Battles rage in Libya; Gaddafi loyalists launch counter-attack

Global Research Editor’s Note

What is occurring in Libya is a carefully planned armed insurrection rather than a peaceful protest movement as in Tunisia and Egypt. 

There are indications that the armed militia groups are supported by the US.

The objective is not democratization but “humanitarian intervention” and regime change, with a view to eventually installing a pro-US government as well as taking control of one of the World’s largest oil producers. 

Battles rage in Libya; Gaddafi loyalists launch counter-attack

Death toll in fighting for Zawiyah 23

Friday February 25, 2011 (1123 PST)

BENGHAZI: Forces loyal to Muammar Gaddafi launched a counter-attack on Thursday, fighting gun battles with rebels who have threatened the Libyan leader by seizing important towns close to the capital.

The opposition were already in control of major centres in the east, including the regional capital Benghazi, and reports that the towns of Misrata and Zuara in the west had also fallen brought the tide of rebellion closer to Gaddafi’s power base.

Gaddafi loyalists attacked anti-government militias controlling Misrata, Libya’s third-biggest city, and killed several people in fighting near the city’s airport.

Soldiers were reported along the roads approaching Tripoli, and fighting broke out in the town of Zawiyah, an oil terminal just 50 kilometres west of Tripoli. Witnesses said people in civilian clothes, who appeared to be pro and anti-Gaddafi forces, were firing at each other in the streets.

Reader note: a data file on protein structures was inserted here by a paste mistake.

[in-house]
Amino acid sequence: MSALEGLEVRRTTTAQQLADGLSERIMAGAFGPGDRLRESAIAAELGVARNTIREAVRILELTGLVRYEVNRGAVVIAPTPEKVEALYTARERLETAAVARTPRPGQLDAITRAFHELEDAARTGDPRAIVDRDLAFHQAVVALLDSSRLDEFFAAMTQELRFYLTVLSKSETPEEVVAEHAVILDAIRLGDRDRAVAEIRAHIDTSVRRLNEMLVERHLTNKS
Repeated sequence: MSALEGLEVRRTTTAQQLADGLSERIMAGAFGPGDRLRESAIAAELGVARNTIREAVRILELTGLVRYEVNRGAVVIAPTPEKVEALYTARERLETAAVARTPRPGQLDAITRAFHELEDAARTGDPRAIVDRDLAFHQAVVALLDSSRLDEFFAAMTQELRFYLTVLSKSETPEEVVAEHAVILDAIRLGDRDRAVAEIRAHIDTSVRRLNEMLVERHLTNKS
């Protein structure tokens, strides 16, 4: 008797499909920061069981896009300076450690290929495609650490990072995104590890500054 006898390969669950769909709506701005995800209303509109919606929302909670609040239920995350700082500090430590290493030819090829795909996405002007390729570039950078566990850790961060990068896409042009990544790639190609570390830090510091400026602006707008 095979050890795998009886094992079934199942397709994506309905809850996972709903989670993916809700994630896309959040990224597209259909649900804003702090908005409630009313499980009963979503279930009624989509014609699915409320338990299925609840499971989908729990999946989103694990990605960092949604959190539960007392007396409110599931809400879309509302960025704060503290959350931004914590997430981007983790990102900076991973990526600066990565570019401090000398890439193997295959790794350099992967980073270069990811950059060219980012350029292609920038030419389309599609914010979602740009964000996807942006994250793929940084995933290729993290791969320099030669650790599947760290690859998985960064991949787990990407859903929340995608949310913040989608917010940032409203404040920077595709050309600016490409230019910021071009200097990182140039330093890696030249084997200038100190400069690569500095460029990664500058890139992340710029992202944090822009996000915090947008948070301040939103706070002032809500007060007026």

“Twenty-three people have been killed and 44 wounded in the Libyan town of Zawiyah after clashes on Thursday between opponents of Gaddafi and forces loyal to him,” Libya’s Quryna newspaper said.

Quoting medical sources, the newspaper said “intense exchange of fire” was preventing people wounded in the clashes from reaching hospitals. It also said some men were removing their wounded relatives from hospitals for fear of them falling into the hands of what it called security battalions, in an apparent reference to Gaddafi loyalists

“It is chaotic there. There are people with guns and swords,” said Mohamed Jaber, who passed through Zawiyah on his way to Tunisia on Thursday.

Anti-government militias were in control of Zuara, about 120 kilometres west of Tripoli, Egyptian construction workers who fled into Tunisia told Reuters on Thursday.

There was no sign of police or military and the town was controlled by “popular committees” armed with automatic weapons.

“The people are in control. Police stations have been burned and we didn’t see any police or army in the past few days,” Egyptian labourer Ahmed Osman said.

A Reuters correspondent was shown about a dozen people being held in a court building who residents said were “mercenaries” backing Gaddafi. Some were said to be African and others from southern Libya.

“They have been interrogated, and they are being kept safe, and they are fed well,” said Imam Bugaighis, 50, a university lecturer now helping organise committees to run the city, adding that they would be tried according to the law, but the collapse of institutions of state meant the timing was not clear

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